Are orbital planes generally parallel on large scales?

  • #1
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Main Question or Discussion Point

The moon orbits the earth on nearly the same plane as the earth orbits the sun. Does this coincidence of orbital planes scale up? Do the planets in our solar system orbit on a plane that is parallel to the plane of the milky way? What about planets in other solar systems in the milky way?
 

Answers and Replies

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I believe due to gravitational and rotational effects, spinning fluids (or dust clouds, a.k.a. proto-planetary systems) tend to stretch into disk shapes perpendicular to the axis of rotation of the cloud. On something the scale of the milky way however, this won't happen because the time it takes for a considerable revolution is too large even on a solar scale.

And no our planets don't, if they did the ecliptic would line up with the milky way, which it doesn't.
 
  • #3
Chronos
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The ecliptic is about 40 degrees out of alignment with the plane of the milky way.
 
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D H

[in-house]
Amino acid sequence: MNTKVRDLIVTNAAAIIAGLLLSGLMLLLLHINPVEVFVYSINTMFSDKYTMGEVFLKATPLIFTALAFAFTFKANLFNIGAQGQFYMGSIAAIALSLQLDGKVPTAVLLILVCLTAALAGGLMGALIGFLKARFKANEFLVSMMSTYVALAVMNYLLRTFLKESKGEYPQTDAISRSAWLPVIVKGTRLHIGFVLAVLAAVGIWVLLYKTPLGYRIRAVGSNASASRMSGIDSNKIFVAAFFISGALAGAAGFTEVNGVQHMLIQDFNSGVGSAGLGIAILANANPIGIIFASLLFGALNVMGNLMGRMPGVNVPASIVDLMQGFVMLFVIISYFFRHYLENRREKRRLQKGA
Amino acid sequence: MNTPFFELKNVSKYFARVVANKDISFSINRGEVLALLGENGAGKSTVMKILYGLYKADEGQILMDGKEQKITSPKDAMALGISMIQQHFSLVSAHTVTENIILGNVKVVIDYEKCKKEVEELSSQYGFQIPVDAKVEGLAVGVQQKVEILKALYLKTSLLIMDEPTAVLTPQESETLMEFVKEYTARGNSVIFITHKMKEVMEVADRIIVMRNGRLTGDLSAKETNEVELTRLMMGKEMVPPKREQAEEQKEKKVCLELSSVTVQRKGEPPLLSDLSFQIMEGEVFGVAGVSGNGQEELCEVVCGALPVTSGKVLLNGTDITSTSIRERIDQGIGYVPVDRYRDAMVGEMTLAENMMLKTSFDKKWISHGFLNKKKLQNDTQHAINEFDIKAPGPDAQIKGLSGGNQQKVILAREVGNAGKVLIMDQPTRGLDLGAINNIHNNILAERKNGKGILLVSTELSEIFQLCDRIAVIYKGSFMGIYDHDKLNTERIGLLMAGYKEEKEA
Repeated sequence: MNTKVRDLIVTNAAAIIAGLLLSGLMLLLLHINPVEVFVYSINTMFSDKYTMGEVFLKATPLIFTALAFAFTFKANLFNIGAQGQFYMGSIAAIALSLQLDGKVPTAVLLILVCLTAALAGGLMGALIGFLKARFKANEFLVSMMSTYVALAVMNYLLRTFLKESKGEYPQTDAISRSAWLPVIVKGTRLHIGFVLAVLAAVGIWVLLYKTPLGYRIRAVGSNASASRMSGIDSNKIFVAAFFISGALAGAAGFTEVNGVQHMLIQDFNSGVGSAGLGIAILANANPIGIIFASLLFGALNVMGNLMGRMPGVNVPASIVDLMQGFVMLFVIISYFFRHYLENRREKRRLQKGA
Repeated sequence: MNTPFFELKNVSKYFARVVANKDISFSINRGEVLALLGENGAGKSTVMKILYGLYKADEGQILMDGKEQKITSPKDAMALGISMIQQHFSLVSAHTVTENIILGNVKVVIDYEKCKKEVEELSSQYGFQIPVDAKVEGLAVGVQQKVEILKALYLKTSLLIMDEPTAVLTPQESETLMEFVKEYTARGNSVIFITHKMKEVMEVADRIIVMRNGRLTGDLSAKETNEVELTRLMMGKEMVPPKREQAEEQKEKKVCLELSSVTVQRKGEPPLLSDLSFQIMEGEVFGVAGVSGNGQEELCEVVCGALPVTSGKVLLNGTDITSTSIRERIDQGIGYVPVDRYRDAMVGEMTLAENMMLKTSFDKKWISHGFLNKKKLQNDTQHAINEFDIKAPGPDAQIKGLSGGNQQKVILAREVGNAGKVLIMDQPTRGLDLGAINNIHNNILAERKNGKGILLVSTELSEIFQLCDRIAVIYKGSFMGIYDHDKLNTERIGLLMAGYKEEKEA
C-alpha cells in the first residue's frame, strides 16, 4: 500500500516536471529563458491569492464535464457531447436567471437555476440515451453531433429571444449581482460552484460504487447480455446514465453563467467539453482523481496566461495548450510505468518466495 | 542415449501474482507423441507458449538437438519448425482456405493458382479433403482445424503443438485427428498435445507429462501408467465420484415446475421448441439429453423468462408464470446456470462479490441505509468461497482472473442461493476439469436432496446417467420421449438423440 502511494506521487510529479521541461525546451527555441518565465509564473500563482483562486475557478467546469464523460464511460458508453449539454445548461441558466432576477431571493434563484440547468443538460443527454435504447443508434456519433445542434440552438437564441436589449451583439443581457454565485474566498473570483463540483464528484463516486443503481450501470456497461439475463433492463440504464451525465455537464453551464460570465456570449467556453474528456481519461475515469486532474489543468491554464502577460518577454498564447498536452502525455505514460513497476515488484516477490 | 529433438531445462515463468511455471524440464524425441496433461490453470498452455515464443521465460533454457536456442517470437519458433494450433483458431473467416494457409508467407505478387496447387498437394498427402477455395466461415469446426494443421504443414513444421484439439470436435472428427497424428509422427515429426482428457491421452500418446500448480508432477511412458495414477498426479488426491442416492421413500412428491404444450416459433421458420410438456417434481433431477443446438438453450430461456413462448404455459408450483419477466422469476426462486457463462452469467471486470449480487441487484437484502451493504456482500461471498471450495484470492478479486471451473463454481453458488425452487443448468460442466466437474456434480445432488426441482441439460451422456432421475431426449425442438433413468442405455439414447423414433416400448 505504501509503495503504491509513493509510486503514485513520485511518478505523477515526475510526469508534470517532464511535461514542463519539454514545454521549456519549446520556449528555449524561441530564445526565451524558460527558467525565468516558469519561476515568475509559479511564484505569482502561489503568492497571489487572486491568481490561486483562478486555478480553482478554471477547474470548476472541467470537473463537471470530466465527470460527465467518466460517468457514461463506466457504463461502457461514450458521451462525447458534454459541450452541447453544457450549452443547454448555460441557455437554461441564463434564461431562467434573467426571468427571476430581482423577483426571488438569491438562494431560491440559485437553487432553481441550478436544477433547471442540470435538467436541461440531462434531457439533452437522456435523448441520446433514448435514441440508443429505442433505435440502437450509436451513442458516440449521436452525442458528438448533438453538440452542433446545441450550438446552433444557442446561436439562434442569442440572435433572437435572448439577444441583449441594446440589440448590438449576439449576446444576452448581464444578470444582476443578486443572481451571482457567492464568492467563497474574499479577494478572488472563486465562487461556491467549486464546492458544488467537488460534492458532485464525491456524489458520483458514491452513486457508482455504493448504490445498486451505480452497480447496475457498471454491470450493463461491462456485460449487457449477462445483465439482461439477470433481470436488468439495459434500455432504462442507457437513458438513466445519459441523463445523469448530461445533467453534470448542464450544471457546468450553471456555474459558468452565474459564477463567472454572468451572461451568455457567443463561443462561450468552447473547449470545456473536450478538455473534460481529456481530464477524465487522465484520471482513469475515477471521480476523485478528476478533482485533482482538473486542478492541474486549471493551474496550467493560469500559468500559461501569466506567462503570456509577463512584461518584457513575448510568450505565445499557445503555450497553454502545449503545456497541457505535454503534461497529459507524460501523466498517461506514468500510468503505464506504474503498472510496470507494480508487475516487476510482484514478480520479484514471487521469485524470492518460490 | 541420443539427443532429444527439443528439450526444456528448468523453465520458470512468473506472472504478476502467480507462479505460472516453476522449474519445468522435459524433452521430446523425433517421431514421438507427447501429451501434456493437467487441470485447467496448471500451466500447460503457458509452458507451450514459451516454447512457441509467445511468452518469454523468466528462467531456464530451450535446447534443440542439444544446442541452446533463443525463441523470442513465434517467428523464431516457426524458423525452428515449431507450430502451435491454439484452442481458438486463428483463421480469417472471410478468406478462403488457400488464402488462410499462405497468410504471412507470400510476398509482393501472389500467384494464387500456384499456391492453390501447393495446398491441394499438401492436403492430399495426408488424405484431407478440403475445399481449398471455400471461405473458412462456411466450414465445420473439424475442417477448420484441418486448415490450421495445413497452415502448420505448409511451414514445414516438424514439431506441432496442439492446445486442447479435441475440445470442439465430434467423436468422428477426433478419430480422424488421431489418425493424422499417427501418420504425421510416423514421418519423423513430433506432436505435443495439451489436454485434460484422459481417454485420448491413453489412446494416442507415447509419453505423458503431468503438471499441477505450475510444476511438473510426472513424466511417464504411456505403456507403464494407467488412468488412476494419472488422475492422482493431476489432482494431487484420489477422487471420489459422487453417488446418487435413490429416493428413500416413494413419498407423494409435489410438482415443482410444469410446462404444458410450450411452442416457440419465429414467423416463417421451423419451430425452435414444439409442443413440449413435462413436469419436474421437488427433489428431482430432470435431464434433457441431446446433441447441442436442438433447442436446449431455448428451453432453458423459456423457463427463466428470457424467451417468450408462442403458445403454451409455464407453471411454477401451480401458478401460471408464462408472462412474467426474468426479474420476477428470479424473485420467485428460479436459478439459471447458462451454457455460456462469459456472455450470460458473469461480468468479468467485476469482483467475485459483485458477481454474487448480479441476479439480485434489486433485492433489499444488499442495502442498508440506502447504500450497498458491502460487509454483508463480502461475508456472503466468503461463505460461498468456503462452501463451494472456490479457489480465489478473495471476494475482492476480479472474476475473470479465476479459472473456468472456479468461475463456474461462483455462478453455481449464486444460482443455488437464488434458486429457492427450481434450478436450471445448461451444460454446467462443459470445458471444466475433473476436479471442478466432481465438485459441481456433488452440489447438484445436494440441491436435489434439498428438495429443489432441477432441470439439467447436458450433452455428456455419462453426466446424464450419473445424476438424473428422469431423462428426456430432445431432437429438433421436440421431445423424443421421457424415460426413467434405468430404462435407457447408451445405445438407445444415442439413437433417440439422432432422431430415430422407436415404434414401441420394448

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The moon orbits the earth on nearly the same plane as the earth orbits the sun. Does this coincidence of orbital planes scale up? Do the planets in our solar system orbit on a plane that is parallel to the plane of the milky way? What about planets in other solar systems in the milky way?
In our solar system, the planets and many of the asteroids orbit along more or less the same plane. The minor planets such as Pluto and the major moons orbit along a similar plane. The solar system apparently formed in a nice, orderly fashion. Some other star systems apparently did not. Scientists have observed exoplanets with highly inclined and even retrograde orbits.

Planetary systems form because the interstellar cloud from which the star formed already had some angular momentum. This angular momentum causes the cloud to form an accretion disk; the planets form in this accretion disk. A solar system such as ours results if the formation is nice and orderly and unperturbed. Unchecked planetary migration and perturbations from nearby stars can result in systems with widely varying inclinations, planets kicked out of orbit, etc.

As far as where the angular momentum comes from: Some of it came from the star that exploded and formed the gas cloud. Stars passing nearby this cloud can transfer angular momentum to the cloud due to gravity gradient torque. The gravity gradient torque from the galaxy is rather small, making for a very small correlation between the orientations of the galactic plane and that of the planetary system.


The ecliptic is about 40 degrees out of alignment with the plane of the milky way.
It's about 60 degrees, not 40.
 

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